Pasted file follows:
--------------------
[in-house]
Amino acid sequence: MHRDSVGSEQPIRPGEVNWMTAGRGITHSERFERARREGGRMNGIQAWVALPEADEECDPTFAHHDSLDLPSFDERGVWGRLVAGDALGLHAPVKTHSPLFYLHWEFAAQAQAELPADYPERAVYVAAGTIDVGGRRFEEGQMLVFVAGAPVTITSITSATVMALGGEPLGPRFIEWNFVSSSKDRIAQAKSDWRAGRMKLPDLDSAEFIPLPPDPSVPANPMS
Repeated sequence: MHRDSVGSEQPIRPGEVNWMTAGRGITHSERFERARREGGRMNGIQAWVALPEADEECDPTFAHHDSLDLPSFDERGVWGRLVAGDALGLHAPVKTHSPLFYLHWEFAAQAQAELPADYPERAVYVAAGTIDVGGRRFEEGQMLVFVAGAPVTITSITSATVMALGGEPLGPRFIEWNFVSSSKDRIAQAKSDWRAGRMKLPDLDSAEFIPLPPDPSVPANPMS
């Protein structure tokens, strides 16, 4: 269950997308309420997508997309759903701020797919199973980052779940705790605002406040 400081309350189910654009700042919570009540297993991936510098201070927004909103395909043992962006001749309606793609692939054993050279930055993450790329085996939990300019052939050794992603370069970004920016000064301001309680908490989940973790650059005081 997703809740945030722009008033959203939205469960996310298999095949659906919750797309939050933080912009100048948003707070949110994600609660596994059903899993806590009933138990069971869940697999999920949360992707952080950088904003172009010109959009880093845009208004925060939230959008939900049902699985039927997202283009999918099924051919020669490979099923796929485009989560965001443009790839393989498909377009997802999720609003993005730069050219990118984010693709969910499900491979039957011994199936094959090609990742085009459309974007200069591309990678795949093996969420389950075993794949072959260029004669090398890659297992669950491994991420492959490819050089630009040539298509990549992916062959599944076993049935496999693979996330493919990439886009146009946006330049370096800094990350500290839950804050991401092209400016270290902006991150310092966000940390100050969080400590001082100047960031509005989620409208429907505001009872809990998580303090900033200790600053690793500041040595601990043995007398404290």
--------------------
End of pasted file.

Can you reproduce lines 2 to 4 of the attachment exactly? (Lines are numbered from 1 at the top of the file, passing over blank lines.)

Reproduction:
Amino acid sequence: MHRDSVGSEQPIRPGEVNWMTAGRGITHSERFERARREGGRMNGIQAWVALPEADEECDPTFAHHDSLDLPSFDERGVWGRLVAGDALGLHAPVKTHSPLFYLHWEFAAQAQAELPADYPERAVYVAAGTIDVGGRRFEEGQMLVFVAGAPVTITSITSATVMALGGEPLGPRFIEWNFVSSSKDRIAQAKSDWRAGRMKLPDLDSAEFIPLPPDPSVPANPMS
Repeated sequence: MHRDSVGSEQPIRPGEVNWMTAGRGITHSERFERARREGGRMNGIQAWVALPEADEECDPTFAHHDSLDLPSFDERGVWGRLVAGDALGLHAPVKTHSPLFYLHWEFAAQAQAELPADYPERAVYVAAGTIDVGGRRFEEGQMLVFVAGAPVTITSITSATVMALGGEPLGPRFIEWNFVSSSKDRIAQAKSDWRAGRMKLPDLDSAEFIPLPPDPSVPANPMS
């Protein structure tokens, strides 16, 4: 269950997308309420997508997309759903701020797919199973980052779940705790605002406040 400081309350189910654009700042919570009540297993991936510098201070927004909103395909043992962006001749309606793609692939054993050279930055993450790329085996939990300019052939050794992603370069970004920016000064301001309680908490989940973790650059005081 997703809740945030722009008033959203939205469960996310298999095949659906919750797309939050933080912009100048948003707070949110994600609660596994059903899993806590009933138990069971869940697999999920949360992707952080950088904003172009010109959009880093845009208004925060939230959008939900049902699985039927997202283009999918099924051919020669490979099923796929485009989560965001443009790839393989498909377009997802999720609003993005730069050219990118984010693709969910499900491979039957011994199936094959090609990742085009459309974007200069591309990678795949093996969420389950075993794949072959260029004669090398890659297992669950491994991420492959490819050089630009040539298509990549992916062959599944076993049935496999693979996330493919990439886009146009946006330049370096800094990350500290839950804050991401092209400016270290902006991150310092966000940390100050969080400590001082100047960031509005989620409208429907505001009872809990998580303090900033200790600053690793500041040595601990043995007398404290």